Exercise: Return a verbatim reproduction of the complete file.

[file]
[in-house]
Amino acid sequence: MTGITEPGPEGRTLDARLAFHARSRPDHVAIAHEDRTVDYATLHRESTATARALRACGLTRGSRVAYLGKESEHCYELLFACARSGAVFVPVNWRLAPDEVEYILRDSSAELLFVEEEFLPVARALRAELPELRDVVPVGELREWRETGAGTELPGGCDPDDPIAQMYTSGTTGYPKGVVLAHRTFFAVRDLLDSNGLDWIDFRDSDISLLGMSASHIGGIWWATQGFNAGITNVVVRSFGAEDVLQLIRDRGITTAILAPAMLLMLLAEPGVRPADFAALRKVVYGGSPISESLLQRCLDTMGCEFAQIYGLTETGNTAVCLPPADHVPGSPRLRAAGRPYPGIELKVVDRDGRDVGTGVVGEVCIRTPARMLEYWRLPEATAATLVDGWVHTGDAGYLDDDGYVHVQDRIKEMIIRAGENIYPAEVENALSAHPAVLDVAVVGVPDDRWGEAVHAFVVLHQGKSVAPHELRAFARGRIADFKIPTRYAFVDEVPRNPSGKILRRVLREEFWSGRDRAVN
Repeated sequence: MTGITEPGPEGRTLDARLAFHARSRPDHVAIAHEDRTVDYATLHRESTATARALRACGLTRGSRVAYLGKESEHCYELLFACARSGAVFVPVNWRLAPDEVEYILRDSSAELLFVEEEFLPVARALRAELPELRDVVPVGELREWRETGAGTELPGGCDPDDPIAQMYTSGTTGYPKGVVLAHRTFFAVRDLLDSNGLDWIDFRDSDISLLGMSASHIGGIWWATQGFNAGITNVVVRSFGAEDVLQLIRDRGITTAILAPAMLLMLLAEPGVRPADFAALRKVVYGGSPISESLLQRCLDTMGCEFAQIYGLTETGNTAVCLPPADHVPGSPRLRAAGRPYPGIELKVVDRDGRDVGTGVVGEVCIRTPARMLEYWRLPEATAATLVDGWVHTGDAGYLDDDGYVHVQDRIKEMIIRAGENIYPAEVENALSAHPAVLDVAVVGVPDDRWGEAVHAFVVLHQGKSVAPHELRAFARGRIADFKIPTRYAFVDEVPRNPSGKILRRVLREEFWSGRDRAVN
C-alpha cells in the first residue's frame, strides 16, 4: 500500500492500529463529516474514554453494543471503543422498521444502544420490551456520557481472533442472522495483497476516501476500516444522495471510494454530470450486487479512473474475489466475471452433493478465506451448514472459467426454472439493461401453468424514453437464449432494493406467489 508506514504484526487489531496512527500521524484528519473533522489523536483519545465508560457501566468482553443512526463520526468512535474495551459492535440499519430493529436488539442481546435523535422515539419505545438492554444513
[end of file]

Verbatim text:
[in-house]
Amino acid sequence: MTGITEPGPEGRTLDARLAFHARSRPDHVAIAHEDRTVDYATLHRESTATARALRACGLTRGSRVAYLGKESEHCYELLFACARSGAVFVPVNWRLAPDEVEYILRDSSAELLFVEEEFLPVARALRAELPELRDVVPVGELREWRETGAGTELPGGCDPDDPIAQMYTSGTTGYPKGVVLAHRTFFAVRDLLDSNGLDWIDFRDSDISLLGMSASHIGGIWWATQGFNAGITNVVVRSFGAEDVLQLIRDRGITTAILAPAMLLMLLAEPGVRPADFAALRKVVYGGSPISESLLQRCLDTMGCEFAQIYGLTETGNTAVCLPPADHVPGSPRLRAAGRPYPGIELKVVDRDGRDVGTGVVGEVCIRTPARMLEYWRLPEATAATLVDGWVHTGDAGYLDDDGYVHVQDRIKEMIIRAGENIYPAEVENALSAHPAVLDVAVVGVPDDRWGEAVHAFVVLHQGKSVAPHELRAFARGRIADFKIPTRYAFVDEVPRNPSGKILRRVLREEFWSGRDRAVN
Repeated sequence: MTGITEPGPEGRTLDARLAFHARSRPDHVAIAHEDRTVDYATLHRESTATARALRACGLTRGSRVAYLGKESEHCYELLFACARSGAVFVPVNWRLAPDEVEYILRDSSAELLFVEEEFLPVARALRAELPELRDVVPVGELREWRETGAGTELPGGCDPDDPIAQMYTSGTTGYPKGVVLAHRTFFAVRDLLDSNGLDWIDFRDSDISLLGMSASHIGGIWWATQGFNAGITNVVVRSFGAEDVLQLIRDRGITTAILAPAMLLMLLAEPGVRPADFAALRKVVYGGSPISESLLQRCLDTMGCEFAQIYGLTETGNTAVCLPPADHVPGSPRLRAAGRPYPGIELKVVDRDGRDVGTGVVGEVCIRTPARMLEYWRLPEATAATLVDGWVHTGDAGYLDDDGYVHVQDRIKEMIIRAGENIYPAEVENALSAHPAVLDVAVVGVPDDRWGEAVHAFVVLHQGKSVAPHELRAFARGRIADFKIPTRYAFVDEVPRNPSGKILRRVLREEFWSGRDRAVN
C-alpha cells in the first residue's frame, strides 16, 4: 500500500492500529463529516474514554453494543471503543422498521444502544420490551456520557481472533442472522495483497476516501476500516444522495471510494454530470450486487479512473474475489466475471452433493478465506451448514472459467426454472439493461401453468424514453437464449432494493406467489 508506514504484526487489531496512527500521524484528519473533522489523536483519545465508560457501566468482553443512526463520526468512535474495551459492535440499519430493529436488539442481546435523535422515539419505545438492554444513